In his blog post, Tom McCallum provides a sound explanation of what an Interior Architect actually is. He states that “Strictly speaking, interior architecture is a subject and not a profession”. As discussed above, the term ‘Architect’ is a protected job role and title, and therefore can only be designated if having studied the correct qualifications. Tom states further that “Interior Architecture as a term has come into use due to the increasing scope and responsibilities of Interior Designers in recent times due largely to improvements in design technology (CAD). Many degree courses now teach students about the structural technical elements of buildings, which has begun to blur the line between Architecture and Interior Design” (idesgni.co.uk, 2015).
However, further research undertaken to help try and define the term ‘Interior Architect’ has raised some concerns that there is no consistency in how this job role is defined and what an Interior Architect would be expected to do. What has been made clear is that the roles and responsibilities identified from numerous sources, is that the role of an Interior Architect is actually that expected of an Interior Designer. One blog post aimed to identity that an Interior Architect would be responsible for “understanding how the interior of a building can meet the need of the people who use them and how to implement structural alterations to accommodate changing needs” (idesigni.co.uk, 2015).
Certainly the first part of this statement could not be more representative of the role of an Interior Designer, and as discussed above, the job role of the Interior Designer has evolved in such a manner that an understanding of structural elements is now core to the education of new designers in this field, particularly when such a close collaboration with Architects is required.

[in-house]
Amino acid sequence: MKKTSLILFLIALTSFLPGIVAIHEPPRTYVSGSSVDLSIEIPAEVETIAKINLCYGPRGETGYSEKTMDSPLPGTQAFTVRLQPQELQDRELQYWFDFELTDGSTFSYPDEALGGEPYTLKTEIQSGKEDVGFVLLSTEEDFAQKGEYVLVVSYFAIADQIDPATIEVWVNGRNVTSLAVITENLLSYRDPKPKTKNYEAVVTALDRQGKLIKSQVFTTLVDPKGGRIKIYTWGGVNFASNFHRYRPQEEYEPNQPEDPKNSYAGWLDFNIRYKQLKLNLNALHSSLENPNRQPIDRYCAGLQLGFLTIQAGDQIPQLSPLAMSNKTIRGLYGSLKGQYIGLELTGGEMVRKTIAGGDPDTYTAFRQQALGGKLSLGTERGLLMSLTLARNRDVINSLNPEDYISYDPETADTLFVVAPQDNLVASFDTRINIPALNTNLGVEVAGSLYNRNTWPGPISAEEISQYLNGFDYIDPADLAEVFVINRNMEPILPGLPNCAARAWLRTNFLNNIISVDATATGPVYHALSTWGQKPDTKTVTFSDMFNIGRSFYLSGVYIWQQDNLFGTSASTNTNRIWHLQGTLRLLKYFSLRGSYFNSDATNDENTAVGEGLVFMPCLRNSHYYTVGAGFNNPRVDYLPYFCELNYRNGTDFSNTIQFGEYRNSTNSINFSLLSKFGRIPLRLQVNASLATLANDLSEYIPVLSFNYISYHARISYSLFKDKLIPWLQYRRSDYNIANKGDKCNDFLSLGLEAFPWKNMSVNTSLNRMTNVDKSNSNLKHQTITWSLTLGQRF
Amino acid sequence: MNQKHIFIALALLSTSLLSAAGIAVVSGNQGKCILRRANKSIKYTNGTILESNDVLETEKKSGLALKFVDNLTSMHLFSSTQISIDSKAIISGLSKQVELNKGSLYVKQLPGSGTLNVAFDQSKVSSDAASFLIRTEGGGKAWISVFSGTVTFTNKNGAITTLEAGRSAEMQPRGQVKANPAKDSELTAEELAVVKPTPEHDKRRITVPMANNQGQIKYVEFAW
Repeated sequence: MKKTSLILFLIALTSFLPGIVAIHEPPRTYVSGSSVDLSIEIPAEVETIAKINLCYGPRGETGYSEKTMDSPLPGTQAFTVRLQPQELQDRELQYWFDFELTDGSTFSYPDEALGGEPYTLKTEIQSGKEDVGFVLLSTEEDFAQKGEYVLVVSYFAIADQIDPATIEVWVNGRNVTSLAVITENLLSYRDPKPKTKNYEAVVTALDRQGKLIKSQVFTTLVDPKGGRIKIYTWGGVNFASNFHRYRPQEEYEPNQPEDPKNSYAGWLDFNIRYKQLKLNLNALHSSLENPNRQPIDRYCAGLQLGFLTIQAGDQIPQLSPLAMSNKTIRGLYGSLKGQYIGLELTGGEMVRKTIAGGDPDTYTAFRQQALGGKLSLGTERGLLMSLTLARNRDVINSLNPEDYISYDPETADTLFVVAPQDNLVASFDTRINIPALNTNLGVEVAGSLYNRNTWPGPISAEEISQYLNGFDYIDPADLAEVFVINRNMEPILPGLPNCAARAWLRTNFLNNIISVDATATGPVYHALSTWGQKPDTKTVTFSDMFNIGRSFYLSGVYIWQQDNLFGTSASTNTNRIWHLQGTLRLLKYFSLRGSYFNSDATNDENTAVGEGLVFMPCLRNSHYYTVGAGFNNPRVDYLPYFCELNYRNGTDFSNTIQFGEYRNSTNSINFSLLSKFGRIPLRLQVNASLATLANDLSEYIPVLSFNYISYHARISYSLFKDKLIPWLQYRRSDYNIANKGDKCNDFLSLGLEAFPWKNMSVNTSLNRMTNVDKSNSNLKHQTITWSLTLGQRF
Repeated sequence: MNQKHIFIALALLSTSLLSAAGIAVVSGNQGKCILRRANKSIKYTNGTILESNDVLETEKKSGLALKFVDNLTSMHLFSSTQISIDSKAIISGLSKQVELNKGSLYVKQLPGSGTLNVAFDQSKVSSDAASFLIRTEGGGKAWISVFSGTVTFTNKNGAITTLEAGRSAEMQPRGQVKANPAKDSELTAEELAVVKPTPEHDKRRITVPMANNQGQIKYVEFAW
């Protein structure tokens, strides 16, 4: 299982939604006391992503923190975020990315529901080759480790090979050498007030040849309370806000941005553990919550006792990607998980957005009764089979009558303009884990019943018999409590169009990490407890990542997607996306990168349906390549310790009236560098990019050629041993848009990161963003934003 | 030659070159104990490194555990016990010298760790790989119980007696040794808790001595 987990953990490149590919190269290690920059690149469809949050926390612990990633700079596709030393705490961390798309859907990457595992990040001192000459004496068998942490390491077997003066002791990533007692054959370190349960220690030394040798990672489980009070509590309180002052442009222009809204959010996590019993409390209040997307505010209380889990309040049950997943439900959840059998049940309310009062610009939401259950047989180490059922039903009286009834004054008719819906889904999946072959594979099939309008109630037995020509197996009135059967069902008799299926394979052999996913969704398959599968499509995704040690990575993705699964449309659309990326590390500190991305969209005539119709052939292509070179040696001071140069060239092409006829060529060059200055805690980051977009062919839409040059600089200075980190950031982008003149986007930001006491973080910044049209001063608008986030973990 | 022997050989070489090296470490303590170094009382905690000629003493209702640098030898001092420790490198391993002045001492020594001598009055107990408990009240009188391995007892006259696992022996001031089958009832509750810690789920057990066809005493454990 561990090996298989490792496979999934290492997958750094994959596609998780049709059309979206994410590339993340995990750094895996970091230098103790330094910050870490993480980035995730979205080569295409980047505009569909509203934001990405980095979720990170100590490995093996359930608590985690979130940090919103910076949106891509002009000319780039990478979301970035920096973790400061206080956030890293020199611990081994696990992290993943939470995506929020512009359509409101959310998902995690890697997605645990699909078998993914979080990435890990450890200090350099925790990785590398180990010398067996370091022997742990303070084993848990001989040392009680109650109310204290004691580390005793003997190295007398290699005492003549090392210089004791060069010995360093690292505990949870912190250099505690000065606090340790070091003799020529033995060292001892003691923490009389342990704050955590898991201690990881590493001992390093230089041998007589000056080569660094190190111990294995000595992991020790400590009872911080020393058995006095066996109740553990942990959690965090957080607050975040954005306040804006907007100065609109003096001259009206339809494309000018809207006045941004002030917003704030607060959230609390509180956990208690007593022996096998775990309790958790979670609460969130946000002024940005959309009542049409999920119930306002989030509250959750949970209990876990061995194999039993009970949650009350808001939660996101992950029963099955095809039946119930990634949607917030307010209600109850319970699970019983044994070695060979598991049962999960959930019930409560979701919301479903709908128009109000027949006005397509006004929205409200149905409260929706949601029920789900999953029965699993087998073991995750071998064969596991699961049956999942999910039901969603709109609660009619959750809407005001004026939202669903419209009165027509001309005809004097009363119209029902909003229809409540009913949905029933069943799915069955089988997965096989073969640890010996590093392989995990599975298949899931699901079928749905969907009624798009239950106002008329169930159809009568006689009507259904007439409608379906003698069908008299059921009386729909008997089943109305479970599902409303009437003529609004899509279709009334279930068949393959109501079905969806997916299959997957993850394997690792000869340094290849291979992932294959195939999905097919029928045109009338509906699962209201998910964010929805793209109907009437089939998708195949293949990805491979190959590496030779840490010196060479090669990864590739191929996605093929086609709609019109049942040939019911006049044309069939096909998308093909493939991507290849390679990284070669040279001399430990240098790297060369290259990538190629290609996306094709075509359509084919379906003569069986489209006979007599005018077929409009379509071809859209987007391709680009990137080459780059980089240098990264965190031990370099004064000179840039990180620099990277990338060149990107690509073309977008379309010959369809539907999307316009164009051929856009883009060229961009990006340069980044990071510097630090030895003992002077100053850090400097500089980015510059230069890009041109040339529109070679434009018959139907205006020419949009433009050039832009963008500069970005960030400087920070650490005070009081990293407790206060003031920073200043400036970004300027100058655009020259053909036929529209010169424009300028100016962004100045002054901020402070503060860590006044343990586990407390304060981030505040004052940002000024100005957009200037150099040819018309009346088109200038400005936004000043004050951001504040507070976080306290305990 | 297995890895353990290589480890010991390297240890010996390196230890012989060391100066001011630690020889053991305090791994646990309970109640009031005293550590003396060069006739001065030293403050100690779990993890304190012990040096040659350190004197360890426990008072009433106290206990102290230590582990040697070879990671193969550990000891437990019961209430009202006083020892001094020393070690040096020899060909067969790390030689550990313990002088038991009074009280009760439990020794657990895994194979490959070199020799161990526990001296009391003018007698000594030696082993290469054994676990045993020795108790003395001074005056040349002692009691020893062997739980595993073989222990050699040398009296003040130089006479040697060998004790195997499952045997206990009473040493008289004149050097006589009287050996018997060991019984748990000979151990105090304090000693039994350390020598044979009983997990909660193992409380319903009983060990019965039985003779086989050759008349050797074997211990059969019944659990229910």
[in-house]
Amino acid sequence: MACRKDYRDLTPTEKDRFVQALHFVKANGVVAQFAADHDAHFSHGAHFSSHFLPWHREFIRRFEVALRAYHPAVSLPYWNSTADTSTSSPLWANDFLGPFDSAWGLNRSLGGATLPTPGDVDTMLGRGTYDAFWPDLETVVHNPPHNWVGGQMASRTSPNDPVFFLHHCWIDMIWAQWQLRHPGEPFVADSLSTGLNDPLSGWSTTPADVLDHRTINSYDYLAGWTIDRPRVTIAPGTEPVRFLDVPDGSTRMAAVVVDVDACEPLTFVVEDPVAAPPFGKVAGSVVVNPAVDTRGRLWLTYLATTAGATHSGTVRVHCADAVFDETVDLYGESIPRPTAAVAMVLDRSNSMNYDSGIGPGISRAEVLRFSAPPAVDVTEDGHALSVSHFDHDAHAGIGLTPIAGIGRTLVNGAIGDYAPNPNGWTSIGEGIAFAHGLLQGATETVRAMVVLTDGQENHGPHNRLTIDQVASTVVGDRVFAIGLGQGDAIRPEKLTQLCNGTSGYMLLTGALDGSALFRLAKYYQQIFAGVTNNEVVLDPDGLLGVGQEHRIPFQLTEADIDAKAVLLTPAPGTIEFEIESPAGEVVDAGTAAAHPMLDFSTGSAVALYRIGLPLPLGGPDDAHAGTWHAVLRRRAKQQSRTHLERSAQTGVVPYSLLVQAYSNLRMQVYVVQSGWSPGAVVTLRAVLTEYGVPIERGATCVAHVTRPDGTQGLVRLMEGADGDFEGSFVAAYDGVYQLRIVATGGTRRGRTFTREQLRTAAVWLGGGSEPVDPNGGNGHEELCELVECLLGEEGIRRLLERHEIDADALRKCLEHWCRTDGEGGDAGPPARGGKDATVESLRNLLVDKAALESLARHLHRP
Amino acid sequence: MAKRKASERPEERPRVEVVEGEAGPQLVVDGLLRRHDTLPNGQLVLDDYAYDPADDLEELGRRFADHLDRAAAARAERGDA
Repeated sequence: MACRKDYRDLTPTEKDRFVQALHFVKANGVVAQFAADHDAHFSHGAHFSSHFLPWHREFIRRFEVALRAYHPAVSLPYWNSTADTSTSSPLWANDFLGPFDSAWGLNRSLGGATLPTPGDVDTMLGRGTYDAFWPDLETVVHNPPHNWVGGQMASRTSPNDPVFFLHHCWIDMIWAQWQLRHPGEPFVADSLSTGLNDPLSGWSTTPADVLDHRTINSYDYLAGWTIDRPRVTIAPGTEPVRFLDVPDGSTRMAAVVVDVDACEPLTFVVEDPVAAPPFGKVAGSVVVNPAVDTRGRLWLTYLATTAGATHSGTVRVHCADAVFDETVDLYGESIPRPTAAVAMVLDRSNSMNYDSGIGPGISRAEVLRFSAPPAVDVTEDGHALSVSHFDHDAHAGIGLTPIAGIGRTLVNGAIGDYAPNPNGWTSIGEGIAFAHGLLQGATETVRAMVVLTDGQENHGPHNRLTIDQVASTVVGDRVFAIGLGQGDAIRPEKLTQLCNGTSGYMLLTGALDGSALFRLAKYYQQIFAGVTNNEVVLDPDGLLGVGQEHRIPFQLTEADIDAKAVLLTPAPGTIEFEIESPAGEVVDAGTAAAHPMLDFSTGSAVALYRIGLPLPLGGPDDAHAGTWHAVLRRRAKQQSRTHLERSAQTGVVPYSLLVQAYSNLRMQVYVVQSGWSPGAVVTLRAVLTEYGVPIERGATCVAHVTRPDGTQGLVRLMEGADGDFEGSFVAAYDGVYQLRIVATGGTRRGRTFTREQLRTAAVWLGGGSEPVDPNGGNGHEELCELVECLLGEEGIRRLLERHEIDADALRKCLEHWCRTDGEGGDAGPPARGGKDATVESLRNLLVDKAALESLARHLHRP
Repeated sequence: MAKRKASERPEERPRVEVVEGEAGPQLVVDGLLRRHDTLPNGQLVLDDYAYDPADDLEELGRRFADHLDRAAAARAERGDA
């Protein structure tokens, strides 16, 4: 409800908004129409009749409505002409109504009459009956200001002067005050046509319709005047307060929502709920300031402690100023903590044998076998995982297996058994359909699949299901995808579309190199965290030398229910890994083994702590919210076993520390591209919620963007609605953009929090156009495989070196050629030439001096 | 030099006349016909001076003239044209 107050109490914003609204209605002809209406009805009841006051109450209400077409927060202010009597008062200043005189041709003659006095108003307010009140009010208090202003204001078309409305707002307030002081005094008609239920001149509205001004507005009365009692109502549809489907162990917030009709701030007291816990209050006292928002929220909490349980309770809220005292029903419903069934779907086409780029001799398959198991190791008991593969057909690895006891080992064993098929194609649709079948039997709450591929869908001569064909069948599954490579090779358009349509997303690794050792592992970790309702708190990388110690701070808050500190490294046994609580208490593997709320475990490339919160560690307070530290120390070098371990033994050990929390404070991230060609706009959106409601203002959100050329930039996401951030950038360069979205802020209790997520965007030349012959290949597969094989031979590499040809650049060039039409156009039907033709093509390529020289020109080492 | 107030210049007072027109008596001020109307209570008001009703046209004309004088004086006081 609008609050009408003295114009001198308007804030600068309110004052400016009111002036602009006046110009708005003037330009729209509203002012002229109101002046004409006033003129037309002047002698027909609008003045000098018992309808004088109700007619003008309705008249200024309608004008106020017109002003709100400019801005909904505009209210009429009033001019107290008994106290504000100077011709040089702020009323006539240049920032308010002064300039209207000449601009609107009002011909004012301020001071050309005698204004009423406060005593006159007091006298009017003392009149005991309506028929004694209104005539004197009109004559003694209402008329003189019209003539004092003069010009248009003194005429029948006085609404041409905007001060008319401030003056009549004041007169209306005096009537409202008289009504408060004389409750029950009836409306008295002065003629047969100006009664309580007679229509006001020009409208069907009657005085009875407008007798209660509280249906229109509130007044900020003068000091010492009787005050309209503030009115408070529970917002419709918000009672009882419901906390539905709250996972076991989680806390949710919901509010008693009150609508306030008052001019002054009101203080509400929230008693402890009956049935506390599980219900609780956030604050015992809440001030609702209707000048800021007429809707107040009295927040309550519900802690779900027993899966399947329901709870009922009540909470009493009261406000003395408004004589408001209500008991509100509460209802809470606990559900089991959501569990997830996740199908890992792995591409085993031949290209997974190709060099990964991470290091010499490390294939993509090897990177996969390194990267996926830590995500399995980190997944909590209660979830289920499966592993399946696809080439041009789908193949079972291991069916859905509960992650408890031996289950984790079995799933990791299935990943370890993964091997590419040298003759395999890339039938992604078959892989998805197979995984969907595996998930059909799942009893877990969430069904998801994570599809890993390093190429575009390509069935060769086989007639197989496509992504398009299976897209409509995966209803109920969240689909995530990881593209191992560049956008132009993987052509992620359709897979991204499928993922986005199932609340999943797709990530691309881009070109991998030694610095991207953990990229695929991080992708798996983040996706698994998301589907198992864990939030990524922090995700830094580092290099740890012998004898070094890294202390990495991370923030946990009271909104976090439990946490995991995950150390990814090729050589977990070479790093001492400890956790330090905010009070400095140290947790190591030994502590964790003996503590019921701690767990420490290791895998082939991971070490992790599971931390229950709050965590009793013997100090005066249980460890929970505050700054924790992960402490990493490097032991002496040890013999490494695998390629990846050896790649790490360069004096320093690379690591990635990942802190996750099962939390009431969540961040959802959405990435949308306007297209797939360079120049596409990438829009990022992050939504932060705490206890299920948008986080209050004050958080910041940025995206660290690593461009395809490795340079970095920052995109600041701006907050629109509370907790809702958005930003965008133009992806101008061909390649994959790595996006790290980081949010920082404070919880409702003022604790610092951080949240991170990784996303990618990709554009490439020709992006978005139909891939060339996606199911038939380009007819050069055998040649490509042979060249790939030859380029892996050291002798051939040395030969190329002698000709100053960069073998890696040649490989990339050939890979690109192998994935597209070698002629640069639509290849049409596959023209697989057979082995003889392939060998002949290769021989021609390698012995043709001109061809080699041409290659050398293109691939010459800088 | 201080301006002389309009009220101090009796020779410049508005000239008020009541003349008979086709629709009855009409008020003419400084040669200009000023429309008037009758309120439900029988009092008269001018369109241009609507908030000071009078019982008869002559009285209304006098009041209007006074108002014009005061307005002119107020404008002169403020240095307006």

It could also be considered that the term ‘Interior Architect’ is applied when there is a slight naivety and incorrect perception about the Interior Design industry and the role of an Interior Designer. The term ‘Interior Architect’ is neither one nor the other; it is simple, you cannot call yourself an ‘Architect’ without having undertaken distinct qualifications and registered with an appropriate regulatory body, therefore this title is not applicable as a profession.
Roles and responsibilities will always change and have to adapt to industry developments, as well as the demands of a client. Both roles of an Architect and Interior Designer are highly respected ones and offer many opportunities for creative output and industry collaboration, but it is important that anyone wanting to get in to the design industry, needs to be clear about what each role offers and what the expectations are. So what’s it to be; Architect or Interior Designer?
McCallum, T. (2015) What’s the difference between interior architecture and interior design? [Online] February 9th 2015. Available from: http://www.idesigni.co.uk/blog/what-is-interior-architecture/. [Accessed: 28.09.16].
University of Hertfordshire. (2015) A closer look at Interior Architecture and Design [Online] n.d. Available from: http://idesigni.co.uk/courses/interior-architecture-and-design/a-closer-look-at-interior-architecture-and-design . [Accessed: 24.10.16].